This graphic shows a new radiation zone NASA's Juno spacecraft detected surrounding Jupiter, located just above the atmosphere near the equator.

This graphic shows a new radiation zone surrounding Jupiter, located just above the atmosphere near the equator, that has been discovered by NASA's Juno mission. The new radiation zone is depicted here as a glowing blue area around the planet's middle.

This radiation zone includes energetic hydrogen, oxygen and sulfur ions moving at close to the speed of light (referred to as "relativistic" speeds). It resides inside Jupiter's previously known radiation belts. The zone was identified by the mission's Jupiter Energetic Particle Detector Instrument (JEDI), enabled by Juno's unique close approach to the planet during the spacecraft's science flybys (2,100 miles or 3,400 kilometers from the cloud tops).

Juno scientists believe the particles creating this region of intense radiation are derived from energetic neutral atoms -- that is, fast-moving atoms without an electric charge -- coming from the tenuous gas around Jupiter's moons Io and Europa. The neutral atoms then become ions -- atoms with an electric charge -- as their electrons are stripped away by interaction with the planet's upper atmosphere. (This discovery is discussed further in an issue of the journal Geophysical Research Letters [Kollmann et al. (2017), Geophys. Res. Lett., 44, 5259-5268].)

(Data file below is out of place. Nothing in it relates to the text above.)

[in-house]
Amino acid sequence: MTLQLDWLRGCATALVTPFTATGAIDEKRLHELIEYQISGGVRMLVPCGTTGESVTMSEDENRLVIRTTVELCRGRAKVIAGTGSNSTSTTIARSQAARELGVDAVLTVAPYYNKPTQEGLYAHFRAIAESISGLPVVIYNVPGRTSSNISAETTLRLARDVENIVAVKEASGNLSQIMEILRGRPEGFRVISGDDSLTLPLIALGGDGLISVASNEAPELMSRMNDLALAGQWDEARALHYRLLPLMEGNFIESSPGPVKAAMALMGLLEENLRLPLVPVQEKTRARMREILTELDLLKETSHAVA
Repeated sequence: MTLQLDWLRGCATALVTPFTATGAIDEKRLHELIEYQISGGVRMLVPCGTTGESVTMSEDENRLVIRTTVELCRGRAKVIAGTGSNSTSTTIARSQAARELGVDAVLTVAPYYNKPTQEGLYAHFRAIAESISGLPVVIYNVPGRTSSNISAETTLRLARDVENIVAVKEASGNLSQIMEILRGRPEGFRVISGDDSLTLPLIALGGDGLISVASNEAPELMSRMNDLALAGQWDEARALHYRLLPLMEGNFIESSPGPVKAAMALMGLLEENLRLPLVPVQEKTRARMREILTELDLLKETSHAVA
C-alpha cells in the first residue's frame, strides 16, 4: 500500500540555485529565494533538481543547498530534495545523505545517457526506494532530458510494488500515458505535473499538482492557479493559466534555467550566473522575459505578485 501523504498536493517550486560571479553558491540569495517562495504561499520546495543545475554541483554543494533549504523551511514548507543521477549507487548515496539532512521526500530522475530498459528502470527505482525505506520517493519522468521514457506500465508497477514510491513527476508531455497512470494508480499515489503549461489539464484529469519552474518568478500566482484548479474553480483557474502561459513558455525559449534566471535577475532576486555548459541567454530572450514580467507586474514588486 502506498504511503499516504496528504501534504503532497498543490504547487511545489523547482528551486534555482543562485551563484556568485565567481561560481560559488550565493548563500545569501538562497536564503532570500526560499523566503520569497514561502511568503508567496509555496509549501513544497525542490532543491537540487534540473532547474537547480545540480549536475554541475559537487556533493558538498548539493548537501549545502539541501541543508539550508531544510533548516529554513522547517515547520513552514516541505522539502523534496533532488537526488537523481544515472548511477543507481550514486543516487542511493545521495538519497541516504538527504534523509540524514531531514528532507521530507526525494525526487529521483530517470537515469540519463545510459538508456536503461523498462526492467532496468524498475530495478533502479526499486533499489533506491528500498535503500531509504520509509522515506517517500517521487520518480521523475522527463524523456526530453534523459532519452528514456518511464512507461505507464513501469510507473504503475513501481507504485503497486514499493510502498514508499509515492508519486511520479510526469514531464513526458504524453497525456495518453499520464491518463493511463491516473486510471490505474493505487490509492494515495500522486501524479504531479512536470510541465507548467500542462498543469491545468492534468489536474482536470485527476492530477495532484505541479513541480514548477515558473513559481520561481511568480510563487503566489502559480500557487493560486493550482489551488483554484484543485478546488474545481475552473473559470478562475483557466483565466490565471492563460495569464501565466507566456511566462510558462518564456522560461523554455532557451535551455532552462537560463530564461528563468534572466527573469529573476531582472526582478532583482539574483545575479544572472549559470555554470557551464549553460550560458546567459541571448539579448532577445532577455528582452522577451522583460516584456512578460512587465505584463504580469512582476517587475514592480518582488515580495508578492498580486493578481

Juno also has detected signatures of a population of high-energy, heavy ions in the inner edges of Jupiter's relativistic electron radiation belt. This radiation belt was previously understood to contain mostly electrons moving at near light speed. The signatures of the heavy ions are observed at high latitude locations within the electron belt -- a region not previously explored by spacecraft. The origin and exact species of these heavy ions is not yet understood. Juno's Stellar Reference Unit (SRU-1) star camera detects the signatures of this population as extremely high noise in images collected as part of the mission's radiation monitoring investigation. The locations where the heavy ions were detected are indicated on the graphic by two bright, glowing spots along Juno's flight path past the planet, which is shown as a white line. The invisible lines of Jupiter's magnetic field are also portrayed here for context as faint, bluish lines.

NASA's Jet Propulsion Laboratory manages the Juno mission for the principal investigator, Scott Bolton, of Southwest Research Institute in San Antonio. Juno is part of NASA's New Frontiers Program, which is managed at NASA's Marshall Space Flight Center in Huntsville, Alabama, for NASA's Science Mission Directorate. Lockheed Martin Space Systems, Denver, built the spacecraft. Caltech in Pasadena, California, manages JPL for NASA.

More information about Juno is online at http://www.nasa.gov/juno and http://missionjuno.swri.edu.

NASA's Jet Propulsion Laboratory manages the Juno mission for the principal investigator, Scott Bolton, of Southwest Research Institute in San Antonio. Juno is part of NASA's New Frontiers Program, which is managed at NASA's Marshall Space Flight Center in Huntsville, Alabama, for NASA's Science Mission Directorate. Lockheed Martin Space Systems, Denver, built the spacecraft. Caltech in Pasadena, California, manages JPL for NASA.

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